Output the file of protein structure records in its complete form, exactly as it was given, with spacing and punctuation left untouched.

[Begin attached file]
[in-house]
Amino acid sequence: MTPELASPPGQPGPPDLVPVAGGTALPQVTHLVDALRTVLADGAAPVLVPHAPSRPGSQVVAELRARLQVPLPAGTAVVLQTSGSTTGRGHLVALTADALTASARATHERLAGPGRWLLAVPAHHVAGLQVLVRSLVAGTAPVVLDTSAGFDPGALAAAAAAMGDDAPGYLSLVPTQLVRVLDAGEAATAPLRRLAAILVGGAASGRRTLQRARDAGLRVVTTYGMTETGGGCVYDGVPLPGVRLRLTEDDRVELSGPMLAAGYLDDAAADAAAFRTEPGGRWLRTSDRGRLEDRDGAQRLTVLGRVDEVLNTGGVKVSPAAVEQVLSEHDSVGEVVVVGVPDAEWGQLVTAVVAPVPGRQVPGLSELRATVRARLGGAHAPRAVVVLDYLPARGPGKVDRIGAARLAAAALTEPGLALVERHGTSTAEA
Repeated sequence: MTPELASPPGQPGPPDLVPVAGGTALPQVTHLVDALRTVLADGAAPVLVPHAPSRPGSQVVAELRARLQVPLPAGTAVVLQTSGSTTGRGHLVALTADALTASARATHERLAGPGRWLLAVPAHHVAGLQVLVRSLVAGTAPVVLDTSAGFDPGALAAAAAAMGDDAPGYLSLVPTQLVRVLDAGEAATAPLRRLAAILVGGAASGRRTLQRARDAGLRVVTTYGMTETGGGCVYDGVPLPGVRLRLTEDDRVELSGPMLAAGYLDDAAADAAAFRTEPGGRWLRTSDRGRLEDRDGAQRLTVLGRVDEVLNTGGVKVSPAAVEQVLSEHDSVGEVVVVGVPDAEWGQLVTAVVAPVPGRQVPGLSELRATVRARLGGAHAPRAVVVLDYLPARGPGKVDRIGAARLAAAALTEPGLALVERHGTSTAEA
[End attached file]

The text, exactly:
[in-house]
Amino acid sequence: MTPELASPPGQPGPPDLVPVAGGTALPQVTHLVDALRTVLADGAAPVLVPHAPSRPGSQVVAELRARLQVPLPAGTAVVLQTSGSTTGRGHLVALTADALTASARATHERLAGPGRWLLAVPAHHVAGLQVLVRSLVAGTAPVVLDTSAGFDPGALAAAAAAMGDDAPGYLSLVPTQLVRVLDAGEAATAPLRRLAAILVGGAASGRRTLQRARDAGLRVVTTYGMTETGGGCVYDGVPLPGVRLRLTEDDRVELSGPMLAAGYLDDAAADAAAFRTEPGGRWLRTSDRGRLEDRDGAQRLTVLGRVDEVLNTGGVKVSPAAVEQVLSEHDSVGEVVVVGVPDAEWGQLVTAVVAPVPGRQVPGLSELRATVRARLGGAHAPRAVVVLDYLPARGPGKVDRIGAARLAAAALTEPGLALVERHGTSTAEA
Repeated sequence: MTPELASPPGQPGPPDLVPVAGGTALPQVTHLVDALRTVLADGAAPVLVPHAPSRPGSQVVAELRARLQVPLPAGTAVVLQTSGSTTGRGHLVALTADALTASARATHERLAGPGRWLLAVPAHHVAGLQVLVRSLVAGTAPVVLDTSAGFDPGALAAAAAAMGDDAPGYLSLVPTQLVRVLDAGEAATAPLRRLAAILVGGAASGRRTLQRARDAGLRVVTTYGMTETGGGCVYDGVPLPGVRLRLTEDDRVELSGPMLAAGYLDDAAADAAAFRTEPGGRWLRTSDRGRLEDRDGAQRLTVLGRVDEVLNTGGVKVSPAAVEQVLSEHDSVGEVVVVGVPDAEWGQLVTAVVAPVPGRQVPGLSELRATVRARLGGAHAPRAVVVLDYLPARGPGKVDRIGAARLAAAALTEPGLALVERHGTSTAEA